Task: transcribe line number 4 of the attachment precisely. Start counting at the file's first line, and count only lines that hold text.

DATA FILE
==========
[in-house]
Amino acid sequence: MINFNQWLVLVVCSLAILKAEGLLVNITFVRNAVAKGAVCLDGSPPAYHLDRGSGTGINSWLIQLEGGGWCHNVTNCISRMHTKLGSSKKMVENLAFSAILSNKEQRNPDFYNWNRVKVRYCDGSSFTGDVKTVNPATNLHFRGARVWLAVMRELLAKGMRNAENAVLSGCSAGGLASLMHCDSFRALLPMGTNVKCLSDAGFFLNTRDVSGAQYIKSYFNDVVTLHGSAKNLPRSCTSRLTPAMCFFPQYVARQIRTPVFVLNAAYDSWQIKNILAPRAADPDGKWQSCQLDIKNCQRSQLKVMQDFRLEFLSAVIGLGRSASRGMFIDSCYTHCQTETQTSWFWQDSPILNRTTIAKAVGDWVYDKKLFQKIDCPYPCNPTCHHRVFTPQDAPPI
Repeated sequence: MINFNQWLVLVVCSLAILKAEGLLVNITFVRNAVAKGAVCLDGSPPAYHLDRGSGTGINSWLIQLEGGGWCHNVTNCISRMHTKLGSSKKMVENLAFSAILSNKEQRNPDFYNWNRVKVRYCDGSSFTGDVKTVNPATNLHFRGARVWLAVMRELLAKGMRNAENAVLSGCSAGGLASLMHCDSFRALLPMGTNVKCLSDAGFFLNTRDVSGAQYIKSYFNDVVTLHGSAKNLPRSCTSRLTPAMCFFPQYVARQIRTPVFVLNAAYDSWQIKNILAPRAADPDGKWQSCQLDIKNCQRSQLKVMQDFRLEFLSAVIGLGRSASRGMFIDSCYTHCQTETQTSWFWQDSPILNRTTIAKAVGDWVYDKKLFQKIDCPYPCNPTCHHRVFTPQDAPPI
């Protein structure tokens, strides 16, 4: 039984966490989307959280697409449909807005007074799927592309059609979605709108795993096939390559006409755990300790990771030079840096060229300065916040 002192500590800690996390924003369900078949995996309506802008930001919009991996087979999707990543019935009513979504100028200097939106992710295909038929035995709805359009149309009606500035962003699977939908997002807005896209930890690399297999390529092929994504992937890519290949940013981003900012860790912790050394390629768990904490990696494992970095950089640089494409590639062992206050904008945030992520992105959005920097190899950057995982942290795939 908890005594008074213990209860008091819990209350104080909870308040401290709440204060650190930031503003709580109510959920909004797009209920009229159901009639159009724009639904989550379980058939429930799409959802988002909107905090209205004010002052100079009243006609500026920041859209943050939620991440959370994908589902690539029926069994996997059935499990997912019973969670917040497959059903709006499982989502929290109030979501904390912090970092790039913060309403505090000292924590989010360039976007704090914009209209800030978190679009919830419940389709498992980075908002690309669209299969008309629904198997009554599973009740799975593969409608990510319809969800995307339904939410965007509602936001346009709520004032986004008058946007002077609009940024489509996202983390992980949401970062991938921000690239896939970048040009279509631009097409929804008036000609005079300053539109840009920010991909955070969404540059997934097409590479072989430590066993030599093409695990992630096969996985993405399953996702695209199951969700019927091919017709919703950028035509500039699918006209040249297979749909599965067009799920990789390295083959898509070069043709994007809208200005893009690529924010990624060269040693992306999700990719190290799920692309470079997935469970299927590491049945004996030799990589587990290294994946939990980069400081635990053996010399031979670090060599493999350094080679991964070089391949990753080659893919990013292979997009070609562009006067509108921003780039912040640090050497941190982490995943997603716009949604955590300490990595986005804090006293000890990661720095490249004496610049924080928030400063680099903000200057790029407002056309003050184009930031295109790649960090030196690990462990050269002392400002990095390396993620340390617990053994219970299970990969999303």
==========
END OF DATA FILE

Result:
């Protein structure tokens, strides 16, 4: 039984966490989307959280697409449909807005007074799927592309059609979605709108795993096939390559006409755990300790990771030079840096060229300065916040 002192500590800690996390924003369900078949995996309506802008930001919009991996087979999707990543019935009513979504100028200097939106992710295909038929035995709805359009149309009606500035962003699977939908997002807005896209930890690399297999390529092929994504992937890519290949940013981003900012860790912790050394390629768990904490990696494992970095950089640089494409590639062992206050904008945030992520992105959005920097190899950057995982942290795939 908890005594008074213990209860008091819990209350104080909870308040401290709440204060650190930031503003709580109510959920909004797009209920009229159901009639159009724009639904989550379980058939429930799409959802988002909107905090209205004010002052100079009243006609500026920041859209943050939620991440959370994908589902690539029926069994996997059935499990997912019973969670917040497959059903709006499982989502929290109030979501904390912090970092790039913060309403505090000292924590989010360039976007704090914009209209800030978190679009919830419940389709498992980075908002690309669209299969008309629904198997009554599973009740799975593969409608990510319809969800995307339904939410965007509602936001346009709520004032986004008058946007002077609009940024489509996202983390992980949401970062991938921000690239896939970048040009279509631009097409929804008036000609005079300053539109840009920010991909955070969404540059997934097409590479072989430590066993030599093409695990992630096969996985993405399953996702695209199951969700019927091919017709919703950028035509500039699918006209040249297979749909599965067009799920990789390295083959898509070069043709994007809208200005893009690529924010990624060269040693992306999700990719190290799920692309470079997935469970299927590491049945004996030799990589587990290294994946939990980069400081635990053996010399031979670090060599493999350094080679991964070089391949990753080659893919990013292979997009070609562009006067509108921003780039912040640090050497941190982490995943997603716009949604955590300490990595986005804090006293000890990661720095490249004496610049924080928030400063680099903000200057790029407002056309003050184009930031295109790649960090030196690990462990050269002392400002990095390396993620340390617990053994219970299970990969999303």